In 2002, the first task for the project “Pathfinder” was to find a company that could manage to create one digital platform for 70 railway companies from 25 European countries so that they could coordinate freight and passenger transport. The project was being carried out by the Swiss Federal Railways SBB on behalf of the associations Rail Net Europe and Forum Train Europe. I was the project manager. All the leading players had taken part in the request for proposals and were now at the hearing. Over here were the IBMers, over there the HPers, behind them the McKinseys ... and somewhere in between Netcetera, represented by a brash young man named Andrej Vckovski.
Andrej was very convinced of what he said and, above all, very convincing. "You need a web-based application based on open-source technologies," he said. That was a completely new approach, as the competitors wanted of course to sell software as well. But just try to integrate proprietary applications into 25 different national IT infrastructures! Andrej simply had the latest and most pragmatic approach. Period.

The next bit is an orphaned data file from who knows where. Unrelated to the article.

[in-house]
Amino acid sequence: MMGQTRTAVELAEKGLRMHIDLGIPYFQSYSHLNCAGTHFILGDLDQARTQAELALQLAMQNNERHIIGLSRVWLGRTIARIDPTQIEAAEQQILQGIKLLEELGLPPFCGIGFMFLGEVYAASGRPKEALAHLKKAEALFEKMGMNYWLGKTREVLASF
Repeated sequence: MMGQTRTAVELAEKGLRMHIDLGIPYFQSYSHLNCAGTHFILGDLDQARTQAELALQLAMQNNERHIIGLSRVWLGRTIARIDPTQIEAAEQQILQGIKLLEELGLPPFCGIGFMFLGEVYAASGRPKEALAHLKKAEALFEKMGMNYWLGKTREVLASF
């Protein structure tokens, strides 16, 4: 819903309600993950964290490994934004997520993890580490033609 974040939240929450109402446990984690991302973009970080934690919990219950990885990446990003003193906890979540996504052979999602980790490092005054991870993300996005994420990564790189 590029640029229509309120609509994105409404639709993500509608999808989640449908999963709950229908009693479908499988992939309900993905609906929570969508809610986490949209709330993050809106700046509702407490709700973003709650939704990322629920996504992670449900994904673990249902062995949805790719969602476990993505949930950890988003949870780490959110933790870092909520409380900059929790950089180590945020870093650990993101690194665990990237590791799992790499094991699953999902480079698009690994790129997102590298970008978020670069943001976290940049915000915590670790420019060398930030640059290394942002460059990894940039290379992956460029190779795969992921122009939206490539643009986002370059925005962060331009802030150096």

Pathfinder became a great success and was the basis for further cooperation between Netcetera and the SBB. Patrik Auf der Mauer, Netcetera’s project manager and Andrej Vckvoski accepted the Swiss ICT Award for the Pathfinder project in 2004.